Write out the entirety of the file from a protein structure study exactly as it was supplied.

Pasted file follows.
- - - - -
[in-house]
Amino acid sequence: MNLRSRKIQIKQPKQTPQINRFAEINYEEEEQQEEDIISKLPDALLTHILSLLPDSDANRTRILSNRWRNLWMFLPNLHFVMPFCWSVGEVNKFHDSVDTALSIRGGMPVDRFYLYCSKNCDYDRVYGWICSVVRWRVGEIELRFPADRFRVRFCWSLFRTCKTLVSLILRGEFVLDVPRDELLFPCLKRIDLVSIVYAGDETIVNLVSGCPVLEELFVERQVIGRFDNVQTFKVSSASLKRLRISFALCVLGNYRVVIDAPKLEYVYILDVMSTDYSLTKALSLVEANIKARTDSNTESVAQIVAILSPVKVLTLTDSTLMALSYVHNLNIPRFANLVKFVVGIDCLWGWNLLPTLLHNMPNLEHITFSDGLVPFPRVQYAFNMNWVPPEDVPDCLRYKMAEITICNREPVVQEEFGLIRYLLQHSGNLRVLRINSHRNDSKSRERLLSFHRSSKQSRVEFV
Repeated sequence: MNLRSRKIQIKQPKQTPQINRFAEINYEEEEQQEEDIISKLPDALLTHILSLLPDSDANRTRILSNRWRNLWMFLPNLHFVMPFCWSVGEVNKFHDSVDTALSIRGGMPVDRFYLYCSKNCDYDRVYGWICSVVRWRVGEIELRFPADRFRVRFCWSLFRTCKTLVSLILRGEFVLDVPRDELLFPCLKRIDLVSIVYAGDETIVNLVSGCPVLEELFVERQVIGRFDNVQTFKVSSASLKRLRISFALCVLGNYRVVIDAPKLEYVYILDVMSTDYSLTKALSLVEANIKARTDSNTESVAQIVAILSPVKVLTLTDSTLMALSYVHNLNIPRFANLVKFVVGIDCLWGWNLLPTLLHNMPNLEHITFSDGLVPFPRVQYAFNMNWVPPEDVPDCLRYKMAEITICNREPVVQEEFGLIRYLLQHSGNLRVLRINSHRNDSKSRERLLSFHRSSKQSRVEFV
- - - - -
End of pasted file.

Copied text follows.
[in-house]
Amino acid sequence: MNLRSRKIQIKQPKQTPQINRFAEINYEEEEQQEEDIISKLPDALLTHILSLLPDSDANRTRILSNRWRNLWMFLPNLHFVMPFCWSVGEVNKFHDSVDTALSIRGGMPVDRFYLYCSKNCDYDRVYGWICSVVRWRVGEIELRFPADRFRVRFCWSLFRTCKTLVSLILRGEFVLDVPRDELLFPCLKRIDLVSIVYAGDETIVNLVSGCPVLEELFVERQVIGRFDNVQTFKVSSASLKRLRISFALCVLGNYRVVIDAPKLEYVYILDVMSTDYSLTKALSLVEANIKARTDSNTESVAQIVAILSPVKVLTLTDSTLMALSYVHNLNIPRFANLVKFVVGIDCLWGWNLLPTLLHNMPNLEHITFSDGLVPFPRVQYAFNMNWVPPEDVPDCLRYKMAEITICNREPVVQEEFGLIRYLLQHSGNLRVLRINSHRNDSKSRERLLSFHRSSKQSRVEFV
Repeated sequence: MNLRSRKIQIKQPKQTPQINRFAEINYEEEEQQEEDIISKLPDALLTHILSLLPDSDANRTRILSNRWRNLWMFLPNLHFVMPFCWSVGEVNKFHDSVDTALSIRGGMPVDRFYLYCSKNCDYDRVYGWICSVVRWRVGEIELRFPADRFRVRFCWSLFRTCKTLVSLILRGEFVLDVPRDELLFPCLKRIDLVSIVYAGDETIVNLVSGCPVLEELFVERQVIGRFDNVQTFKVSSASLKRLRISFALCVLGNYRVVIDAPKLEYVYILDVMSTDYSLTKALSLVEANIKARTDSNTESVAQIVAILSPVKVLTLTDSTLMALSYVHNLNIPRFANLVKFVVGIDCLWGWNLLPTLLHNMPNLEHITFSDGLVPFPRVQYAFNMNWVPPEDVPDCLRYKMAEITICNREPVVQEEFGLIRYLLQHSGNLRVLRINSHRNDSKSRERLLSFHRSSKQSRVEFV